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时间:2014-02-19    浏览量:918

Tomas CvrcekMiroslav Zajicek. 2013. School, what is it good for? Useful human capital and the history of public education in central Europe. Working Paper 19690 . National Bureau of Economic Research


Abstract: The rise of education has featured prominently in the debate on the sources of modern long-term economic growth. Existing accounts stress the positive role of public education and the importance of political support for its provision. We argue that such an explanation for the spread   schooling is probably a poor fit for many nations’ schooling histories and provide an example, using detailed data on schooling supply from the Habsburg Empire. We show that while economic development made schooling more affordable and widespread, the politics of demand for schools was not motivated by expectations of economic development but by the ongoing conflict between nationalities within the Empire. We find that public schools offered practically zero return education on the margin, yet they did enjoy significant political and financial support from local political elites, if they taught in the “right” language of instruction. Our results suggest that, for some countries at least, the main link, historically, went from economic development to public schooling, not the other way round.


数据来源:The Habsburg Empire


Conclusions:The evidence reveals two important features of the Habsburg educational system. First, we find stronger support for the claim that economic development enabled a more extensive supply of educational facilities, perhaps through broadening of the tax base, than for the notion that economic development generated a strong individual demand for public education,such as through raising returns to primary education. Not that the Habsburg schools failed in imparting literacy across the board–the correlations in Figure 2 are  too strong for      such a claim. But the curriculum also included a lot of extra material that did not  generate useful human capital. Apparently, the Viennese government designed a flawed product, decreed that it be oversupplied and burdened local communities with paying for it. We have no estimate of how much dead weight loss this policy generated but we cannot find any positive effect of   this policy on economic development.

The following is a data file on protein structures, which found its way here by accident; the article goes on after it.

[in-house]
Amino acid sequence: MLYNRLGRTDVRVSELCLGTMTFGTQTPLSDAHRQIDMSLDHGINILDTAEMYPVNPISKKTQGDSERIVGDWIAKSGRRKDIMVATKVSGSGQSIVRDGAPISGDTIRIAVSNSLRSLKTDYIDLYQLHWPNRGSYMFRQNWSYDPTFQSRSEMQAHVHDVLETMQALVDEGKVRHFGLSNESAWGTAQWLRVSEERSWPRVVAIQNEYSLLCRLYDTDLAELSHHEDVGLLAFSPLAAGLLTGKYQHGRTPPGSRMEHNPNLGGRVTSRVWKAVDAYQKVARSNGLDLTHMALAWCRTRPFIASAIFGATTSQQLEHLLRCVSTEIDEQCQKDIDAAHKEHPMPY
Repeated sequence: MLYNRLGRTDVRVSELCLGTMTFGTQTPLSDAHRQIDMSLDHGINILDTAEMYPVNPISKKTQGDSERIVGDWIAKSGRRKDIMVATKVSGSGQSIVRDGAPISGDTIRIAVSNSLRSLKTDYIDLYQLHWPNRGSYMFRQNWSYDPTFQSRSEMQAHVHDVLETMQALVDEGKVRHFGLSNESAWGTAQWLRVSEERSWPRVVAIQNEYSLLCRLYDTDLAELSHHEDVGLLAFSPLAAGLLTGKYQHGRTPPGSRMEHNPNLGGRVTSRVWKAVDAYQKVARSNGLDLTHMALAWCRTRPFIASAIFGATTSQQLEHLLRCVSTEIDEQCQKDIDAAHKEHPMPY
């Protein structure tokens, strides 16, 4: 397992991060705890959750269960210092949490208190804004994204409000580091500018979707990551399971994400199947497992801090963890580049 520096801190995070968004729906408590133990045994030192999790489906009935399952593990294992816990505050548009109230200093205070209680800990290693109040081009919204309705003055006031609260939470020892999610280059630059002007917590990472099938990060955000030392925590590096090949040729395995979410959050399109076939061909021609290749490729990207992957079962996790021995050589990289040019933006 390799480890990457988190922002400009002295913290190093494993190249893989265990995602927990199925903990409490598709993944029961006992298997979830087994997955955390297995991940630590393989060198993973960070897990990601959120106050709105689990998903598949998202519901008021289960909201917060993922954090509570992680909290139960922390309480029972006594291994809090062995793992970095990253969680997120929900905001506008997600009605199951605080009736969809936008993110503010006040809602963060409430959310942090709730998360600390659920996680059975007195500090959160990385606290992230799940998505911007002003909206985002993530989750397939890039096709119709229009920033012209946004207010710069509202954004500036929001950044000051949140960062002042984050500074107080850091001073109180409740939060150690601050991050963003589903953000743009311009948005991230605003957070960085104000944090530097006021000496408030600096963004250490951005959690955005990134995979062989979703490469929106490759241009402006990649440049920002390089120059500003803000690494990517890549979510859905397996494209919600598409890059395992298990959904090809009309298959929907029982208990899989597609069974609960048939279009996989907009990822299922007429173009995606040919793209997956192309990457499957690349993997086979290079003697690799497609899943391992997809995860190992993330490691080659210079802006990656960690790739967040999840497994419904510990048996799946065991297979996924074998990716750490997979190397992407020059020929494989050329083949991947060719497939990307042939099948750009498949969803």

Second –and closely related, the reason why economic considerations were sidelined is to be found in the politics of schooling. Political voice  seems to have played a role Acco unts of Austrian political history   show unequivocally that education,      its extent,availability and language of instruction were highly politicized matters.     We  find       evidence that this nationalist politics   impacted educational     choices made on the       ground, even at the local  level.

Overall,       his adds up to a different picture to      that painted        regarding the       modern  rise of public education. While all the  elements of the usual story – the industrialization, the public provision of schools,    the political voice      of important pressure groups– are  present in the Austrian case, they combine in a way very different from      how, for example,      Go and Lindert (2007,2010) have  described the rise      of       American public schooling. Rather than education and human     capital accumulation being     among the drivers of economic growth, we see how economic     development       provides       the  resources for       the Habsburg Empire’s own    version of “culture       wars” whereby the school district elites –   far from withholding public resources from education – actively  subsidize that kind of       schooling which corresponds to their ethnic preferences. For those who lacked political voicein our      case, the non German       nationalitiesthe      road ahead did not pass first through enfranchisement to public education and eventually to economic development but exactly the other way: economic growth allowed them to catch up (at least in some respects) in matters educational  whicha generation later   (and outside the scope of our paper)led to their political selfassertion. And while this order      of causation does       not        in anyway refute the more traditional account, at least as it applies      to the United       States,for example,it highlights that the interplay of education,      politics and development can be much more varied.



总之,这在现代公共教育的兴起上添加了一幅不同的画卷。虽然通常故事中的所有元素—工业化、学校的公共供给、重要的施压集团在奥地利案例中都存在,它们却以一种非常不同于Go and Lindert(2007,2010)在美国公立学校的兴起中所描绘的方式结合。我们看到并不是教育和人力资本积累推动经济增长,而是经济增长为凭借学区精英进行“文化战争” 的哈布斯堡王朝提供资源—非但没有从教育中减少公共资源,反而积极资助符合他们民族偏好的学校教育。对于那些缺乏政治声音—在我们的例子中,也就是非德国国籍的民族—前方的道路并没有首先通过公共教育的解放再通过经济发展而是恰恰相反,经济增长使他们(至少在某些方面)追赶上教育问题,这导致他们在政治上的自我主张。虽然这一顺序的因果关系并不反驳传统观点,但至少,比如将其应用于美国时,它突出了教育、政治和经济增长之间的相互影响是可以更加多样化的。                                    

                                        By 杨帆)

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